Photos: J Brebner Photography / Wikimedia Commons

$100K Fundraiser Launched For Pill Testing At More Aussie Festivals

A major fundraiser has been launched to help support the roll out of pill testing programs at more Australian music festivals, after Groovin The Moo hosted a successful Aussie-first trial in April.

Harm Reduction Australia (HRA) — part of the STA-SAFE Consortium, which ran the Groovin The Moo trial — is seeking to raise $100,000 so that it can host more pill testing programs across Australia.

The group’s President and co-founder, Gino Vumbaca, tells Music Feeds that the money will allow HRA and STA-SAFE “to lease equipment needed, and depending on the location of festivals, do at least another four or five pill testing programs, possibly more depending on how much pro-bono support we get”.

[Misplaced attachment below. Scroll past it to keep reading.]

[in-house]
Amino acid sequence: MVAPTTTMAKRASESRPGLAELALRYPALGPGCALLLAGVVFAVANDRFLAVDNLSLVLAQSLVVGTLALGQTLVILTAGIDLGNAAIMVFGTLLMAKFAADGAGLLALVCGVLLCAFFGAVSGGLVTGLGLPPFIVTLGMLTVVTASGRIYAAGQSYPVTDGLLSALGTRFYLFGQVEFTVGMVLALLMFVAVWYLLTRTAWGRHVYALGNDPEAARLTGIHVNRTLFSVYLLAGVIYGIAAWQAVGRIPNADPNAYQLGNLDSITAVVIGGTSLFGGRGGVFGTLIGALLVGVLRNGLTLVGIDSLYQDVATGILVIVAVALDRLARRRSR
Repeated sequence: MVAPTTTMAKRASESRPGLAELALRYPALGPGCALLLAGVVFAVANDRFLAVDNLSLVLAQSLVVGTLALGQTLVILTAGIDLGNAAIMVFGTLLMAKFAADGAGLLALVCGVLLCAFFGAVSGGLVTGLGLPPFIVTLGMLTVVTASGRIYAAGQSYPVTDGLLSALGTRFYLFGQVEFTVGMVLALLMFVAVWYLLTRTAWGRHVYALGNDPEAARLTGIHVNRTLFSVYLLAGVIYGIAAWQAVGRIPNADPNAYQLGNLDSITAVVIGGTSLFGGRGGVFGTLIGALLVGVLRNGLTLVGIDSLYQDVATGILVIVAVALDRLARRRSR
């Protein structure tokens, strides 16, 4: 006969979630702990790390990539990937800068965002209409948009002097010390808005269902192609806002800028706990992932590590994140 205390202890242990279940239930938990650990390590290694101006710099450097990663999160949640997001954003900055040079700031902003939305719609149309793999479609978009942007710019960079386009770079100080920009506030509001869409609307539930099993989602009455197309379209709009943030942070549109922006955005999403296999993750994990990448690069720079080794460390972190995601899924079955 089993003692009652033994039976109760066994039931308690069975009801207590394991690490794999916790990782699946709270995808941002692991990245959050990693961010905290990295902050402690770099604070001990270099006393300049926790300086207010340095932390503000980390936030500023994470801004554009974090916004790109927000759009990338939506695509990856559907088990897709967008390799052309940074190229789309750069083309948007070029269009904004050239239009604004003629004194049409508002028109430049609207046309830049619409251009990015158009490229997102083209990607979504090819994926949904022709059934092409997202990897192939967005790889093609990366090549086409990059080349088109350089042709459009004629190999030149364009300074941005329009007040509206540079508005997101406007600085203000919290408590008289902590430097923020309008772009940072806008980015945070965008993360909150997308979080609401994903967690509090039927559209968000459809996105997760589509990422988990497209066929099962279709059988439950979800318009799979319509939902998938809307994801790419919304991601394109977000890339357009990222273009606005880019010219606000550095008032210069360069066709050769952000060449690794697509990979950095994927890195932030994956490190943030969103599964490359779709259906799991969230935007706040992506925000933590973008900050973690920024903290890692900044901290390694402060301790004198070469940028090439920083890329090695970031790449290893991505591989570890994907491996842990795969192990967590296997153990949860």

Vumbaca says pill testing advocates have been “communicating with festival promoters in a number of states” since Groovin The Moo’s pilot program in Canberra discovered a number of disturbing details about drugs tested at the event.

The Groovin The Moo trial was only possible because of financial and voluntary contributions from members of STA-SAFE, and pro-bono contributions, free legal advice and the free loan of equipment from a number of supporters.

However, STA-SAFE says it now needs to raise funds for more pilot programs.

As part of the fundraiser, HRA will list supporters who donate under $500 as a “supporter” on its website, while individuals and organisations who donate over $500 will become “honorary shareholders”.

Any organisations or individuals who can’t contribute financially can still pledge their support, and can have their support listed on the HRA website.

For information on how to donate or pledge your support, visit the HRA website.

In July, HRA wrote to all Federal, State and Territory Governments to offer pill testing in their jurisdictions, after the final report from Groovin The Moo’s Canberra trial deemed the program an “overwhelming success”, with 83 per cent of users rating the service as ‘very good’ and 13 percent rating it as ‘good’.

The cost of the trial was estimated to be $34,000.

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